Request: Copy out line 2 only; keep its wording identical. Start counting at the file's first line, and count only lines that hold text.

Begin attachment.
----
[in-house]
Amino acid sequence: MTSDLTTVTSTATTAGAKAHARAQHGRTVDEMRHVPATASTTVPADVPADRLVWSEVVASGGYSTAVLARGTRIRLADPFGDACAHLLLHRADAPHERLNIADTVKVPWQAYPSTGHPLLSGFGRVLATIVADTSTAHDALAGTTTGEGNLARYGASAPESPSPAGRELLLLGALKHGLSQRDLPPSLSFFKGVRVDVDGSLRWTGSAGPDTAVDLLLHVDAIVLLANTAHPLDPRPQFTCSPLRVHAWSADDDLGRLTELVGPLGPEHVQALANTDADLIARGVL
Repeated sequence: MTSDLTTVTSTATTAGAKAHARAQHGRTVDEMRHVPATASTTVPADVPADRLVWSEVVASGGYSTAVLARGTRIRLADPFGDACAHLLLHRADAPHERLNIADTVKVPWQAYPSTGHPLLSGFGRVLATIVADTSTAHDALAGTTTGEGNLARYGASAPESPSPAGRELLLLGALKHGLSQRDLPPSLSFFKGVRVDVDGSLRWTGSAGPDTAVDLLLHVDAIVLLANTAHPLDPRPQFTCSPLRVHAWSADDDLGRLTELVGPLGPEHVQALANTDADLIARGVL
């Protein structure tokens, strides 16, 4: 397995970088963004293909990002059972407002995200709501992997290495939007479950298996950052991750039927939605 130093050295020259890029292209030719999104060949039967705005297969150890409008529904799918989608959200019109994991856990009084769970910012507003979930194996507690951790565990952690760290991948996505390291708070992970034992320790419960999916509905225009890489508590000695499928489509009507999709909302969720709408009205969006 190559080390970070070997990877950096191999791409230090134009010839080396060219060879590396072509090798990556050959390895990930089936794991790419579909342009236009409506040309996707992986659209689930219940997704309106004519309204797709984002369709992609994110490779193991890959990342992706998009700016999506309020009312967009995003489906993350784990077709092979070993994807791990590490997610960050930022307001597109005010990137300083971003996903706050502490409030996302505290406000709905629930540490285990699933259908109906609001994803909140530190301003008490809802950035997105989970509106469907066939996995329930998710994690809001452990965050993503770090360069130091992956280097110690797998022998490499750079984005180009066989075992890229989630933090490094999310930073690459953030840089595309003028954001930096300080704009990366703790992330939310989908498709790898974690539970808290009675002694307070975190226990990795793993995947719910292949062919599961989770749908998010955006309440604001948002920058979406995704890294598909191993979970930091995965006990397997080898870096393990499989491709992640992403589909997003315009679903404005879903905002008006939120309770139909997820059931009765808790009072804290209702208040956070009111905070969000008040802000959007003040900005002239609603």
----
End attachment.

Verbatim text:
Amino acid sequence: MTSDLTTVTSTATTAGAKAHARAQHGRTVDEMRHVPATASTTVPADVPADRLVWSEVVASGGYSTAVLARGTRIRLADPFGDACAHLLLHRADAPHERLNIADTVKVPWQAYPSTGHPLLSGFGRVLATIVADTSTAHDALAGTTTGEGNLARYGASAPESPSPAGRELLLLGALKHGLSQRDLPPSLSFFKGVRVDVDGSLRWTGSAGPDTAVDLLLHVDAIVLLANTAHPLDPRPQFTCSPLRVHAWSADDDLGRLTELVGPLGPEHVQALANTDADLIARGVL